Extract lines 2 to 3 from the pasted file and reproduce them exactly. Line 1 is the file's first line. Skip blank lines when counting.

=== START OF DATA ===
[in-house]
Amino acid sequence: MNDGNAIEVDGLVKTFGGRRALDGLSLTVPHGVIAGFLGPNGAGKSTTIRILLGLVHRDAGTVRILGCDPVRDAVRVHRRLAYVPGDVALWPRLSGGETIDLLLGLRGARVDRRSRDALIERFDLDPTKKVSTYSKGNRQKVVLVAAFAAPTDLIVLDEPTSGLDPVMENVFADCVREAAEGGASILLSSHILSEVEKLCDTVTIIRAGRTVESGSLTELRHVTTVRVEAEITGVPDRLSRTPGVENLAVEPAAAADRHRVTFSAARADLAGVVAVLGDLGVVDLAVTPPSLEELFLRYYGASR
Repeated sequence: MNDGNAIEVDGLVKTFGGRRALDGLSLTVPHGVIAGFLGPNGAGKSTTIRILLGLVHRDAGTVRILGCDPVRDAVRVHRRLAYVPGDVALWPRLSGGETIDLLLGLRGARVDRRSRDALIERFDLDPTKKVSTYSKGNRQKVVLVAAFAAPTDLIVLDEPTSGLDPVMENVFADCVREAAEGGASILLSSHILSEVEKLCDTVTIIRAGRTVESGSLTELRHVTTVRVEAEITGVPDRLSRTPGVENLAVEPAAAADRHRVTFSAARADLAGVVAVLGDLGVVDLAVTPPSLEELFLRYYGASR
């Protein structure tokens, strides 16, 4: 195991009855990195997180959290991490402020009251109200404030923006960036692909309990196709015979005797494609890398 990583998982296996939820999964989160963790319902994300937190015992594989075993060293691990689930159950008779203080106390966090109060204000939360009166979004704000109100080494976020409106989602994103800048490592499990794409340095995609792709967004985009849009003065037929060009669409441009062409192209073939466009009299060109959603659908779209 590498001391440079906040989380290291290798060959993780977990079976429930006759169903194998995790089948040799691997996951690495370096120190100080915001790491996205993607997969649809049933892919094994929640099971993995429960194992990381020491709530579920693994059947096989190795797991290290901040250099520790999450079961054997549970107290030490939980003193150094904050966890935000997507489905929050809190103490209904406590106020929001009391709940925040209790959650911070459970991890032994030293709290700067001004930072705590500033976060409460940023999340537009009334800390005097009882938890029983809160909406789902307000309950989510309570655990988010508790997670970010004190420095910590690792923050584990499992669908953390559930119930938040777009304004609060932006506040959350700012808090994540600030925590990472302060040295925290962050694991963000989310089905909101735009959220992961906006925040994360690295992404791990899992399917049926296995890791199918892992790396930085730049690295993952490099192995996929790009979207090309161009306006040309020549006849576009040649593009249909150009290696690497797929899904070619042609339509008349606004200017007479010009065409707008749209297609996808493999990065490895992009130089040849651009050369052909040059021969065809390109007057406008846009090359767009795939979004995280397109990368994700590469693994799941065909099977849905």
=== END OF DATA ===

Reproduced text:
Amino acid sequence: MNDGNAIEVDGLVKTFGGRRALDGLSLTVPHGVIAGFLGPNGAGKSTTIRILLGLVHRDAGTVRILGCDPVRDAVRVHRRLAYVPGDVALWPRLSGGETIDLLLGLRGARVDRRSRDALIERFDLDPTKKVSTYSKGNRQKVVLVAAFAAPTDLIVLDEPTSGLDPVMENVFADCVREAAEGGASILLSSHILSEVEKLCDTVTIIRAGRTVESGSLTELRHVTTVRVEAEITGVPDRLSRTPGVENLAVEPAAAADRHRVTFSAARADLAGVVAVLGDLGVVDLAVTPPSLEELFLRYYGASR
Repeated sequence: MNDGNAIEVDGLVKTFGGRRALDGLSLTVPHGVIAGFLGPNGAGKSTTIRILLGLVHRDAGTVRILGCDPVRDAVRVHRRLAYVPGDVALWPRLSGGETIDLLLGLRGARVDRRSRDALIERFDLDPTKKVSTYSKGNRQKVVLVAAFAAPTDLIVLDEPTSGLDPVMENVFADCVREAAEGGASILLSSHILSEVEKLCDTVTIIRAGRTVESGSLTELRHVTTVRVEAEITGVPDRLSRTPGVENLAVEPAAAADRHRVTFSAARADLAGVVAVLGDLGVVDLAVTPPSLEELFLRYYGASR